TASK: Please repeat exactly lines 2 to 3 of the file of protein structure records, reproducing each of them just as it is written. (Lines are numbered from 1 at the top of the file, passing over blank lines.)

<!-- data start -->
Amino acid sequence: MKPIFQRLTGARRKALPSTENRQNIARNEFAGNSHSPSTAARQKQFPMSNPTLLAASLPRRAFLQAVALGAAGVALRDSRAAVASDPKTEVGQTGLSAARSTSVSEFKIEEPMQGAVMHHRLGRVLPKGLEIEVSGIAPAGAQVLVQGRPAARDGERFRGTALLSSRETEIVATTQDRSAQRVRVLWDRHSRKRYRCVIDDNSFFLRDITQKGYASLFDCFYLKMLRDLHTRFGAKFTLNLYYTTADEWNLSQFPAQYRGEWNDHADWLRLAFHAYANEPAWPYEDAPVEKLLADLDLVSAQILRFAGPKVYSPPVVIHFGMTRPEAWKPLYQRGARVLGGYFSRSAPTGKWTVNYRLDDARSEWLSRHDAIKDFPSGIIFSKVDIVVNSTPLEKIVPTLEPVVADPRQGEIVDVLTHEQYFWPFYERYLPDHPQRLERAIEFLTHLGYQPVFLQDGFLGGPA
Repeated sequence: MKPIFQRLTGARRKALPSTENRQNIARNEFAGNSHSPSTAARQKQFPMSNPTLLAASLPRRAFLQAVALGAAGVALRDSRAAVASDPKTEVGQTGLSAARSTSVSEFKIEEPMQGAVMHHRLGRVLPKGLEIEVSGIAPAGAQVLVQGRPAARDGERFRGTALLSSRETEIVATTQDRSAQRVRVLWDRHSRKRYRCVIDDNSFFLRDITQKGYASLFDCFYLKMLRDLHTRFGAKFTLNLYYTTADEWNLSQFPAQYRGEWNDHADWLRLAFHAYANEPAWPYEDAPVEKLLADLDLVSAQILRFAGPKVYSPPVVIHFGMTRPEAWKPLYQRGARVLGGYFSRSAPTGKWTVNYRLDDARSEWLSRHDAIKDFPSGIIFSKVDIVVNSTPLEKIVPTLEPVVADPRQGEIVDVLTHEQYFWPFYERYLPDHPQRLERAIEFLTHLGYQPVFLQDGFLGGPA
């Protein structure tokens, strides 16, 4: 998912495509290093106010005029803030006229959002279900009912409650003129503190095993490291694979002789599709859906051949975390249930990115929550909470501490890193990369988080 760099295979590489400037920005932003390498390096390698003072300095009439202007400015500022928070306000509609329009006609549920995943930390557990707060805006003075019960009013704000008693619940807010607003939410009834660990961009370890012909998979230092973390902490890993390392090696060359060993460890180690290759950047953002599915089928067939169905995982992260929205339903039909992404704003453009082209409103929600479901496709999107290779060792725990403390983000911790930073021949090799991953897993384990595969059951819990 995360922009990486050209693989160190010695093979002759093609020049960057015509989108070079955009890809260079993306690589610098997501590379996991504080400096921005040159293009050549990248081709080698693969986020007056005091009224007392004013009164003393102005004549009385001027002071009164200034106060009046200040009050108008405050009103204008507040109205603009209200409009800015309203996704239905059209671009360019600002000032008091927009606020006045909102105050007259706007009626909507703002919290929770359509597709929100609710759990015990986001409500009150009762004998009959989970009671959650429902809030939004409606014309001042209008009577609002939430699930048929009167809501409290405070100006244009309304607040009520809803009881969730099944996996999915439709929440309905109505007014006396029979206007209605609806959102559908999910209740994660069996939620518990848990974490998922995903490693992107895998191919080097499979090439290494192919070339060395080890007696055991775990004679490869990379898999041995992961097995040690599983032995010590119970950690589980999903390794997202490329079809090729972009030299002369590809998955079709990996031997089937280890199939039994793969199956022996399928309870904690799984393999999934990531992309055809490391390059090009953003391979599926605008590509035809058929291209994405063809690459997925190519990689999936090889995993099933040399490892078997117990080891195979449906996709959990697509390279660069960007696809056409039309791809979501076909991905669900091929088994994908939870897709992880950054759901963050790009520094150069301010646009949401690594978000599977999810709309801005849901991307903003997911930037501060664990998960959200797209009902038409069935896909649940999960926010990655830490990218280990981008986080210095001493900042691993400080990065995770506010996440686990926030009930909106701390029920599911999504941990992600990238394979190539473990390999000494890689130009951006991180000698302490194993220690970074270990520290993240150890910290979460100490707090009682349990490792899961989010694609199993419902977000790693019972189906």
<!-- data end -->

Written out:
Repeated sequence: MKPIFQRLTGARRKALPSTENRQNIARNEFAGNSHSPSTAARQKQFPMSNPTLLAASLPRRAFLQAVALGAAGVALRDSRAAVASDPKTEVGQTGLSAARSTSVSEFKIEEPMQGAVMHHRLGRVLPKGLEIEVSGIAPAGAQVLVQGRPAARDGERFRGTALLSSRETEIVATTQDRSAQRVRVLWDRHSRKRYRCVIDDNSFFLRDITQKGYASLFDCFYLKMLRDLHTRFGAKFTLNLYYTTADEWNLSQFPAQYRGEWNDHADWLRLAFHAYANEPAWPYEDAPVEKLLADLDLVSAQILRFAGPKVYSPPVVIHFGMTRPEAWKPLYQRGARVLGGYFSRSAPTGKWTVNYRLDDARSEWLSRHDAIKDFPSGIIFSKVDIVVNSTPLEKIVPTLEPVVADPRQGEIVDVLTHEQYFWPFYERYLPDHPQRLERAIEFLTHLGYQPVFLQDGFLGGPA
């Protein structure tokens, strides 16, 4: 998912495509290093106010005029803030006229959002279900009912409650003129503190095993490291694979002789599709859906051949975390249930990115929550909470501490890193990369988080 760099295979590489400037920005932003390498390096390698003072300095009439202007400015500022928070306000509609329009006609549920995943930390557990707060805006003075019960009013704000008693619940807010607003939410009834660990961009370890012909998979230092973390902490890993390392090696060359060993460890180690290759950047953002599915089928067939169905995982992260929205339903039909992404704003453009082209409103929600479901496709999107290779060792725990403390983000911790930073021949090799991953897993384990595969059951819990 995360922009990486050209693989160190010695093979002759093609020049960057015509989108070079955009890809260079993306690589610098997501590379996991504080400096921005040159293009050549990248081709080698693969986020007056005091009224007392004013009164003393102005004549009385001027002071009164200034106060009046200040009050108008405050009103204008507040109205603009209200409009800015309203996704239905059209671009360019600002000032008091927009606020006045909102105050007259706007009626909507703002919290929770359509597709929100609710759990015990986001409500009150009762004998009959989970009671959650429902809030939004409606014309001042209008009577609002939430699930048929009167809501409290405070100006244009309304607040009520809803009881969730099944996996999915439709929440309905109505007014006396029979206007209605609806959102559908999910209740994660069996939620518990848990974490998922995903490693992107895998191919080097499979090439290494192919070339060395080890007696055991775990004679490869990379898999041995992961097995040690599983032995010590119970950690589980999903390794997202490329079809090729972009030299002369590809998955079709990996031997089937280890199939039994793969199956022996399928309870904690799984393999999934990531992309055809490391390059090009953003391979599926605008590509035809058929291209994405063809690459997925190519990689999936090889995993099933040399490892078997117990080891195979449906996709959990697509390279660069960007696809056409039309791809979501076909991905669900091929088994994908939870897709992880950054759901963050790009520094150069301010646009949401690594978000599977999810709309801005849901991307903003997911930037501060664990998960959200797209009902038409069935896909649940999960926010990655830490990218280990981008986080210095001493900042691993400080990065995770506010996440686990926030009930909106701390029920599911999504941990992600990238394979190539473990390999000494890689130009951006991180000698302490194993220690970074270990520290993240150890910290979460100490707090009682349990490792899961989010694609199993419902977000790693019972189906």